The U.S. enjoyed a $2.5 billion agricultural trade surplus with its NAFTA partners before 1993. By 2014, that surplus eroded into a $1.1 billion trade deficit with Mexico and Canada — a $3.6 billion swing. If that number leaves you feeling whiplashed you’re not alone.
NAFTA has hammered rural communities by aiding the consolidation of corporate power over agriculture by restricting choice. For example, over 50 percent of American fluid milk supply is handled by one processing company. This consolidation restricts competition in the market, allowing processors to set a low buying price for milk — at the cost of dairy families — and to set a high selling price for dairy products — at the cost of consumers.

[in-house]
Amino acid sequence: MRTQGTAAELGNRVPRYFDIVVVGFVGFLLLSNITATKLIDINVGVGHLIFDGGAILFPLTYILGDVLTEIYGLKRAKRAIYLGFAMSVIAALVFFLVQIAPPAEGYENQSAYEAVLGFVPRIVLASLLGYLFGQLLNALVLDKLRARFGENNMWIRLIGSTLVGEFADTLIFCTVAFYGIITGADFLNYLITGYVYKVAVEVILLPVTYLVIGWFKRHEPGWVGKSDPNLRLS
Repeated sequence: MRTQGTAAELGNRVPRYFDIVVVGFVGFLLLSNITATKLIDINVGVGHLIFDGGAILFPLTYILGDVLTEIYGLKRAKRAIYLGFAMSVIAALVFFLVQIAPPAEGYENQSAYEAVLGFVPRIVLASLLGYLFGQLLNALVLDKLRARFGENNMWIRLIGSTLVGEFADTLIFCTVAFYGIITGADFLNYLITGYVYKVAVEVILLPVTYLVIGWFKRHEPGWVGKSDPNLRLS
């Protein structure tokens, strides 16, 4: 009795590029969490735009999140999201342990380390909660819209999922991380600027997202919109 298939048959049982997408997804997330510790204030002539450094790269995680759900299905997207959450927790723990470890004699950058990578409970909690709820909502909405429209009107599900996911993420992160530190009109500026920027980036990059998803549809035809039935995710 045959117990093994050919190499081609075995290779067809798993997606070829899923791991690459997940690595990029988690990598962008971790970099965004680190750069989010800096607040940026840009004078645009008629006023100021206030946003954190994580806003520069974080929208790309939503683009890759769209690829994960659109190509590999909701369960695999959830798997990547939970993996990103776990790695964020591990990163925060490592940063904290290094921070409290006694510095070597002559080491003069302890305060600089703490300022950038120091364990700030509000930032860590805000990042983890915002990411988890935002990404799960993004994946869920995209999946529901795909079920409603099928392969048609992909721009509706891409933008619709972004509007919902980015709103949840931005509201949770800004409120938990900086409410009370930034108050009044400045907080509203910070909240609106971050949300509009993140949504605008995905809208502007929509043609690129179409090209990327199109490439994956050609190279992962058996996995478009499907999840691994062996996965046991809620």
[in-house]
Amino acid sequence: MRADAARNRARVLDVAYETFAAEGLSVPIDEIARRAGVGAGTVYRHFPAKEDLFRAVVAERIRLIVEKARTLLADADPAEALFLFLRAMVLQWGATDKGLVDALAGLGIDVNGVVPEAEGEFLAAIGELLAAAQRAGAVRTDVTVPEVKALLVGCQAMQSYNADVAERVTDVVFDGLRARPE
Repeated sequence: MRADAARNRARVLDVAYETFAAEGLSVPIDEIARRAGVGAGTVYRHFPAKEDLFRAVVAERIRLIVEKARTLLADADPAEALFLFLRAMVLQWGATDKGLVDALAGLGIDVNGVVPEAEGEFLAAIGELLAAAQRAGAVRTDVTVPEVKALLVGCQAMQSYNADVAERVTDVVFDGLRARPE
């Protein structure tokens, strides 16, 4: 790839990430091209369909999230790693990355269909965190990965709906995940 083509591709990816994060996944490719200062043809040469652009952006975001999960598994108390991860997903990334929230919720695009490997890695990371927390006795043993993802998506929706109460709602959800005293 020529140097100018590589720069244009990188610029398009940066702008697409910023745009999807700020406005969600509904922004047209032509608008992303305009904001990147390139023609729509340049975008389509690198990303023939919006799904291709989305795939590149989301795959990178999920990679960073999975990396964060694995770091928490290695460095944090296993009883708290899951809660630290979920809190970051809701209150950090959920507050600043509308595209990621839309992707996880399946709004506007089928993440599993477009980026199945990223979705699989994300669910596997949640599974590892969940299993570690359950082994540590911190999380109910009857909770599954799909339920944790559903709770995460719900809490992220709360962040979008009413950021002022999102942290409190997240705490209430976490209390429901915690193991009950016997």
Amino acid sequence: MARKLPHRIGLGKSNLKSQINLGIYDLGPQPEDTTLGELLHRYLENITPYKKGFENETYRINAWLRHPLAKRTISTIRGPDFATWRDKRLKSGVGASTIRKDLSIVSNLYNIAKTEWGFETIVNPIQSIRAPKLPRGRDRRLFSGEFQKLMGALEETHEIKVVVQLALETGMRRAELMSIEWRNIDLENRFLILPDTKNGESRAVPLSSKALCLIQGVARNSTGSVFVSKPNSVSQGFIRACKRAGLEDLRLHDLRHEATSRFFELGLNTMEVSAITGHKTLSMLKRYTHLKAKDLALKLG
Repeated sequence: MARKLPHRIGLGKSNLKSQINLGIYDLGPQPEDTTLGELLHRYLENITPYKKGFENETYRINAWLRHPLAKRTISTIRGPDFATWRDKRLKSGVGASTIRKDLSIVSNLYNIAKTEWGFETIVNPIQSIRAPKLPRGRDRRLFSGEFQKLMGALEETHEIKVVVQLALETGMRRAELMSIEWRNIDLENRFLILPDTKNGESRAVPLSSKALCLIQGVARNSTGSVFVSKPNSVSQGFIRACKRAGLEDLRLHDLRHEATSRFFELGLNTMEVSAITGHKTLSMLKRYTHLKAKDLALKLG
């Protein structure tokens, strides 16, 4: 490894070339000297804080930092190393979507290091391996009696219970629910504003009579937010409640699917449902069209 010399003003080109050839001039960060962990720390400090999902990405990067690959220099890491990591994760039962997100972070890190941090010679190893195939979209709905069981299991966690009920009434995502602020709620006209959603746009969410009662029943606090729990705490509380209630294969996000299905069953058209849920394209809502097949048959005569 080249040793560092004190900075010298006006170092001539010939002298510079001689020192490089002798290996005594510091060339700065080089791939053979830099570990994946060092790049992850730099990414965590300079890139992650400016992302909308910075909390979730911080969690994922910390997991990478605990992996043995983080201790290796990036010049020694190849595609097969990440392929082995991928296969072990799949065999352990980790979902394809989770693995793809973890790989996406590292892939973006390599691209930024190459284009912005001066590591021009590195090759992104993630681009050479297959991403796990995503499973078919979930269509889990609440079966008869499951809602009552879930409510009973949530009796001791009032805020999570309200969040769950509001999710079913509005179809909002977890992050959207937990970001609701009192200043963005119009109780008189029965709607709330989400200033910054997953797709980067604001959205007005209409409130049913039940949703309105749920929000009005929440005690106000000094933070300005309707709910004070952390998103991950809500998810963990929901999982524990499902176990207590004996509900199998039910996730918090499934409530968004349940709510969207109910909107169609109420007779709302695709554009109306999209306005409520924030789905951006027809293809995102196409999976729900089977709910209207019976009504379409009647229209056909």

We need “fair trade” not just free trade. Our elected officials should not support any free trade agreement that puts profits ahead of people. A new NAFTA should reject Investor-State Dispute Settlements (ISDS) and should reinstate country of origin labeling. NAFTA is a political and practical reality that has brought both winners and losers. Moreover, independent farms need more than just fixes to NAFTA, they need more support from the upcoming Farm Bill too.
Christina Stucker-Gassi, Meridian